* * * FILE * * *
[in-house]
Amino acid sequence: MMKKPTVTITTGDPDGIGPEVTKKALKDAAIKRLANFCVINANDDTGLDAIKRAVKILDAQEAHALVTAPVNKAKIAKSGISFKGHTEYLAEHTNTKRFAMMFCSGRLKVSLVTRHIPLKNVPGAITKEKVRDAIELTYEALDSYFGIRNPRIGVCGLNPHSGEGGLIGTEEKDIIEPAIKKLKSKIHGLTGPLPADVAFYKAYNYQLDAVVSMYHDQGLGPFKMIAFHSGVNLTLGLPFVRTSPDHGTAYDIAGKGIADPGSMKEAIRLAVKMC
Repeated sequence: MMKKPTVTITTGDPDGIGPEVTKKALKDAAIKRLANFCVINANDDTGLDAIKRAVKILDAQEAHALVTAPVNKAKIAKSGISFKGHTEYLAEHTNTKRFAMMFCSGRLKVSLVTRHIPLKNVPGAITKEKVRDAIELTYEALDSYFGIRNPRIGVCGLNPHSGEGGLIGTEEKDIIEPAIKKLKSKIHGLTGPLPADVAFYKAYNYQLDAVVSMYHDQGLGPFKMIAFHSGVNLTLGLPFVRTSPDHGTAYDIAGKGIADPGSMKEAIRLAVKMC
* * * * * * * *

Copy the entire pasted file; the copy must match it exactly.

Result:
[in-house]
Amino acid sequence: MMKKPTVTITTGDPDGIGPEVTKKALKDAAIKRLANFCVINANDDTGLDAIKRAVKILDAQEAHALVTAPVNKAKIAKSGISFKGHTEYLAEHTNTKRFAMMFCSGRLKVSLVTRHIPLKNVPGAITKEKVRDAIELTYEALDSYFGIRNPRIGVCGLNPHSGEGGLIGTEEKDIIEPAIKKLKSKIHGLTGPLPADVAFYKAYNYQLDAVVSMYHDQGLGPFKMIAFHSGVNLTLGLPFVRTSPDHGTAYDIAGKGIADPGSMKEAIRLAVKMC
Repeated sequence: MMKKPTVTITTGDPDGIGPEVTKKALKDAAIKRLANFCVINANDDTGLDAIKRAVKILDAQEAHALVTAPVNKAKIAKSGISFKGHTEYLAEHTNTKRFAMMFCSGRLKVSLVTRHIPLKNVPGAITKEKVRDAIELTYEALDSYFGIRNPRIGVCGLNPHSGEGGLIGTEEKDIIEPAIKKLKSKIHGLTGPLPADVAFYKAYNYQLDAVVSMYHDQGLGPFKMIAFHSGVNLTLGLPFVRTSPDHGTAYDIAGKGIADPGSMKEAIRLAVKMC